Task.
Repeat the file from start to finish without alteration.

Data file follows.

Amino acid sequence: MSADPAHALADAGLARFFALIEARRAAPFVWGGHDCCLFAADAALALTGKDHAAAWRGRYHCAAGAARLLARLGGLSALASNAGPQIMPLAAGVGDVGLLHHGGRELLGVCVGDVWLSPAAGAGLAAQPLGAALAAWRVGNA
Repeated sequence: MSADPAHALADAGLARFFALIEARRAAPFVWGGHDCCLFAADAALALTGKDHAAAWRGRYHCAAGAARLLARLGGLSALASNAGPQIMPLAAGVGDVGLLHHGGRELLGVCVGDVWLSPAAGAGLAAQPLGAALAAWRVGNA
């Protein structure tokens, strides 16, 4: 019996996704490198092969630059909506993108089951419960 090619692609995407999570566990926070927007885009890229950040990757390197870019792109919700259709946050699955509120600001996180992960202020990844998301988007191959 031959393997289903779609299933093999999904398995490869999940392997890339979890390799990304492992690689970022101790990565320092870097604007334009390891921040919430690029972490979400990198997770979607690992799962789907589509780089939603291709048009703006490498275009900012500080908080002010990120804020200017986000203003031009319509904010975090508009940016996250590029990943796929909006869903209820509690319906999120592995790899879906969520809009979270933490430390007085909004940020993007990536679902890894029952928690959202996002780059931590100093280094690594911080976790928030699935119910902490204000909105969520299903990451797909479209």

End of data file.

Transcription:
Amino acid sequence: MSADPAHALADAGLARFFALIEARRAAPFVWGGHDCCLFAADAALALTGKDHAAAWRGRYHCAAGAARLLARLGGLSALASNAGPQIMPLAAGVGDVGLLHHGGRELLGVCVGDVWLSPAAGAGLAAQPLGAALAAWRVGNA
Repeated sequence: MSADPAHALADAGLARFFALIEARRAAPFVWGGHDCCLFAADAALALTGKDHAAAWRGRYHCAAGAARLLARLGGLSALASNAGPQIMPLAAGVGDVGLLHHGGRELLGVCVGDVWLSPAAGAGLAAQPLGAALAAWRVGNA
């Protein structure tokens, strides 16, 4: 019996996704490198092969630059909506993108089951419960 090619692609995407999570566990926070927007885009890229950040990757390197870019792109919700259709946050699955509120600001996180992960202020990844998301988007191959 031959393997289903779609299933093999999904398995490869999940392997890339979890390799990304492992690689970022101790990565320092870097604007334009390891921040919430690029972490979400990198997770979607690992799962789907589509780089939603291709048009703006490498275009900012500080908080002010990120804020200017986000203003031009319509904010975090508009940016996250590029990943796929909006869903209820509690319906999120592995790899879906969520809009979270933490430390007085909004940020993007990536679902890894029952928690959202996002780059931590100093280094690594911080976790928030699935119910902490204000909105969520299903990451797909479209």